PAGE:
Wall Street Ends on Gloomy Note as Materials Drop


U.S. equity markets bounced between steep losses and small gains on Wednesday as the materials weighed on the overall market, falling more than 2% in choppy trade.

The Dow Jones Industrial Average was 50 points lower, or 0.31% to 16280. The S&P 500 fell 3 points, or 0.20% to 1938, while the Nasdaq Composite shed 3 points, or 0.08% to 4752.

Today’s Markets

Trading on Wall Street was light during the session, running about 15% below the one-month average, after a mixed bag of global manufacturing data had traders parsing what it meant for the world’s economic growth.

According to preliminary data from Markit, a financial information services firm, both manufacturing and service-sector growth in Europe declined in September. The manufacturing index fell to 52 during the month from 52.3 in August, while services also fell. For the quarter, growth was the highest in four years.

Meanwhile, manufacturing data in China plunged to a six-year low in September, falling deeper into contraction territory, according to the Caixin/Markit PMI. The gauge dropped to 47 from 47.3 the month prior.

David Madden, IG market analyst, said in a note that the reason for the rise in European markets and U.S. futures is because China’s cat is out of the bag and the economic slowdown there is no longer a secret. He added Wednesday’s session is one for bargain hunters.

“We are now at a stage where, unless we have awful economic data from Beijing, traders will react well to it,” he said. “Cash has flowed back into commodity stocks, which are enjoying some needed respite today; but nobody is under the illusion that this will last long.”

Markit’s preliminary September manufacturing index for the U.S. was unchanged at 53, which was slightly above expectations for a decline to 52.8.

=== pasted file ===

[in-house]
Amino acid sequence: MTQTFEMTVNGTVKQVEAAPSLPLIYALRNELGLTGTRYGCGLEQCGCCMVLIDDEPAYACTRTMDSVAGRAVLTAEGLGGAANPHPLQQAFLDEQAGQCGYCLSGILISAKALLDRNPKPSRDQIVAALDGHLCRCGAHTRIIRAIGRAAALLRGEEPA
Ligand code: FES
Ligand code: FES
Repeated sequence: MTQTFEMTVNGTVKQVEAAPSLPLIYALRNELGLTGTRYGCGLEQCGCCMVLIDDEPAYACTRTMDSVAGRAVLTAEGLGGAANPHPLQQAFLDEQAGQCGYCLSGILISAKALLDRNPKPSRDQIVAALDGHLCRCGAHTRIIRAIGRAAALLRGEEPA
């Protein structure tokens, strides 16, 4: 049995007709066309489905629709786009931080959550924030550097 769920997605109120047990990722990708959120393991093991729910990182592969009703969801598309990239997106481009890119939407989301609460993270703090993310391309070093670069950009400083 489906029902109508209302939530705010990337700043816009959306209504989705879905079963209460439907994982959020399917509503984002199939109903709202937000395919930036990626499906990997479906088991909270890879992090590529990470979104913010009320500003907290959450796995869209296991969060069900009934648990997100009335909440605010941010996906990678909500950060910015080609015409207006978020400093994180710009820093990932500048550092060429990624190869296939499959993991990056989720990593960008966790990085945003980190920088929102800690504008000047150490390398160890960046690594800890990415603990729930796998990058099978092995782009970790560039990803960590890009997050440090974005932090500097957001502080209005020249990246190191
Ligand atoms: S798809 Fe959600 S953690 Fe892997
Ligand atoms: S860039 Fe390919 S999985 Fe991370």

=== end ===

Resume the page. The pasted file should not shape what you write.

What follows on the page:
Over in Europe, the Euro Stoxx 50, which tracks large-cap companies in the eurozone, rose 0.46%, while the German Dax increased 0.62%. The French CAC 40 rallied 0.31%, while the UK’s FTSE 100 jumped 1.85% on the session.

In Asia, markets painted a different picture. China’s Shanghai Composite index dropped 2.19% on disappointing manufacturing data. While Hong Kong’s Hang Seng declined 2.26% and Japan's Nikkei dropped 2.06%.

In commodities, oil prices fell sharply lower, though weekly data from the Energy Information Administration showed stocks declined 1.93 million barrels last week in the U.S., more than the 0.5 million draw forecasted. U.S. crude declined 4.06% to $44.48 a barrel, while Brent, the international benchmark, fell 2.71% to $47.75 a barrel.

Gold advanced 0.59% to $1,131 a troy ounce, while silver rose 0.20% to $14.78 an ounce. Copper declined 0.07% to $2.31 a pound.

The U.S. dollar, meanwhile, rose against a basket of international currencies, while the euro rose 0.56% against the greenback. The yield on the benchmark 10-year U.S. Treasury bond rose 0.023 percentage point to 2.150%.

On the corporate news front, the chief executive of Volkswagen, the embattled German automaker, announced he will step down from his post after taking responsibility for the company’s falsification of emissions data in the U.S. On Tuesday, CEO Martin Winterkorn issued a video apology, but did not say he intended to step down from his post. Since the scandal broke, Volkswagen shares have shed more than a third of their value.

China President Xi Jinping continues his tour of the U.S. on Wednesday for a second day in Seattle. He will attend a business roundtable with some of the world’s biggest names in business including Apple (NASDAQ:AAPL) CEO Tim Cook, Microsoft (NASDAQ:MSFT) CEO Satya Nadella, Amazon’s (NASDAQ:AMZN) Jeff Bezos, Starbucks’ (NYSE:SBUX) Howard Schultz, Alibaba’s (NYSE:BABA) Ma Yun, and a host of others.

Turing Pharmaceuticals said overnight it plans to cut the price of its HIV drug, Daraprim, after a 5,000% increase that sparked a firestorm both on the Street and in the media. The company’s action to raise the price of its drug, which came to light in a New York Times piece on Monday, ignited a selloff in biotech companies after former Secretary of State and presidential candidate Hillary Clinton tweeted she planned to do something, if elected, to combat sky-high drug prices.